▪       Potential health effects: liver tumors, cancer, reproductive and respiratory problems, allergies 

5. Moisturizer: Neutrogena Oil-Free Moisture – Sensitive Skin (Johnson & Johnson)

▪       Chemicals of concern: propylparaben, methylparaben, ethylparaben, diazolidinyl urea, PEG compounds

▪       Potential health effects: cancer, reproductive toxicity, hormone disruption 

5. Baby wipes: Pampers Baby Fresh Baby Wipes (Procter & Gamble)

▪       Chemicals of concern: phenoxyethanol, fragrance, PEG compounds

▪       Potential health effects: nervous system problems in infants when exposed orally, cancer, eczema, allergic reactions, reproductive and respiratory problems

Researchers also provided some examples of safer alternative products that consumers can use to avoid common chemicals of concern:

  • Shampoo and conditioner: John Masters Organics Zinc & Sage Shampoo with Conditioner
  • Bar soap: Toms of Maine Natural Beauty Bar Sensitive
  • Deodorant: The Honest Company Deodorant – Lavender Vanilla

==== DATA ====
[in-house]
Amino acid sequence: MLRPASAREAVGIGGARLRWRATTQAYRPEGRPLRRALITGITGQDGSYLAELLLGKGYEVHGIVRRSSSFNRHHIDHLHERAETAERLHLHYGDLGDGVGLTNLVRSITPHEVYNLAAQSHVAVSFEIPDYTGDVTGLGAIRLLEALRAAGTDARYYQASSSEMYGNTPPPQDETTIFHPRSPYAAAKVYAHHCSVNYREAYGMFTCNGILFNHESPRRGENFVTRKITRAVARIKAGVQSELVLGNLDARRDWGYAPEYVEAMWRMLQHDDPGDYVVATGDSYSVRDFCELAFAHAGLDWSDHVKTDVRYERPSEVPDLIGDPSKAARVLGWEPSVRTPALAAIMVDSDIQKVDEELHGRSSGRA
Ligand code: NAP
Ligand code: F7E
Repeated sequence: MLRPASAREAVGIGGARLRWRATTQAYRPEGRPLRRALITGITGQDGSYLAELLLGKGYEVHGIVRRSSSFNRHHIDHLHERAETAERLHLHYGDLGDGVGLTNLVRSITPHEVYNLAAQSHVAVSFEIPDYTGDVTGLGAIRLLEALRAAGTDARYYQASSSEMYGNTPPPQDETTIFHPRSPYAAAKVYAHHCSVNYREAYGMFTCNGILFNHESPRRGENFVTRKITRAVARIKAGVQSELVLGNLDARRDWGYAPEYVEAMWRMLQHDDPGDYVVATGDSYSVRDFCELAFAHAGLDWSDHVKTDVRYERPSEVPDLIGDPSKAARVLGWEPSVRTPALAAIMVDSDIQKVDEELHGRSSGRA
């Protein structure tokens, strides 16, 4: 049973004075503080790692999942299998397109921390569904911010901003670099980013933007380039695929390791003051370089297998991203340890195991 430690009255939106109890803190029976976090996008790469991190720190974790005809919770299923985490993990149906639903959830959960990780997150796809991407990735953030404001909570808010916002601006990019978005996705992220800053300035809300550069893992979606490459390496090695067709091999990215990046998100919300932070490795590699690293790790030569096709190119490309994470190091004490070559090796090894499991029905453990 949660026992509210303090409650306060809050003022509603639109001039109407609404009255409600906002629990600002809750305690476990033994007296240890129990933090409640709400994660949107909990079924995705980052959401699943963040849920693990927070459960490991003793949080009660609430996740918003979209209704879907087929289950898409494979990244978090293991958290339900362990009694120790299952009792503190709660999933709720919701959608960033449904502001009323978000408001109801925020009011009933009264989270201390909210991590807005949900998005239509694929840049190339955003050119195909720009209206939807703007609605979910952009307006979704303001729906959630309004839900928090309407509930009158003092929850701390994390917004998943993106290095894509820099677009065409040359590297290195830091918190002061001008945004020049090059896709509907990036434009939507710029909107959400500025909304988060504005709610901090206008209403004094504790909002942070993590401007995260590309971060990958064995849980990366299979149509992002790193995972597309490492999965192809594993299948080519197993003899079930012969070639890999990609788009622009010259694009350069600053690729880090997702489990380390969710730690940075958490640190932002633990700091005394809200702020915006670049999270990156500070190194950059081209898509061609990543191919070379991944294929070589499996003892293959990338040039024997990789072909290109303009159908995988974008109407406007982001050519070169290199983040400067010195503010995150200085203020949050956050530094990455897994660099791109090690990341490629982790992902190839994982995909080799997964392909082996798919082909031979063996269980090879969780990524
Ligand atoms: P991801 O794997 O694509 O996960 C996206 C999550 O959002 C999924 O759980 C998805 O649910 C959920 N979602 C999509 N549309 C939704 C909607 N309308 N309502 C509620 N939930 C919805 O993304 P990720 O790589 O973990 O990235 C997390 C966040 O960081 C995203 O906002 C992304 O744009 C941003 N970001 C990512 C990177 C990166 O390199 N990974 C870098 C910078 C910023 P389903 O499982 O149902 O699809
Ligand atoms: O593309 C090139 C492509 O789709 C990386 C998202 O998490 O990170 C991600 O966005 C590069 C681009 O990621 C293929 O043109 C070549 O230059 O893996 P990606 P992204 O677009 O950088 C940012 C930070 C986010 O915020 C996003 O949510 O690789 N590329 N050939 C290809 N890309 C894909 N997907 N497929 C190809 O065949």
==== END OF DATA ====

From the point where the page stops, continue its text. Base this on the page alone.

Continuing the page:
• Shaving cream: John Masters Organics Eucalyptus & Agave 2-in-1 Face Wash & Shave Foam
  • Moisturizer: The Honest Company Face + Body Lotion – Calming Lavender
  • Baby wipes: Seventh Generation Free & Clear Baby Wipes

We can’t definitively say that any particular product is 100% safe for all users. We chose to highlight these products because they are formulated without major chemicals of concern that are found in many personal care products. Of course, in addition to the toxic concerns that we are raising, it’s possible for people to be allergic to particular ingredients, or have other kinds of sensitivities depending on genetic or environmental factors. 

It’s best for consumers to look for products with low-hazard ingredients, like the ones we highlight on our list. We also suggest that consumers call the companies who make their favorite products, and tell them they want their products made without toxic chemicals.

Access our full safe shopping guide, here.

staff | TPIN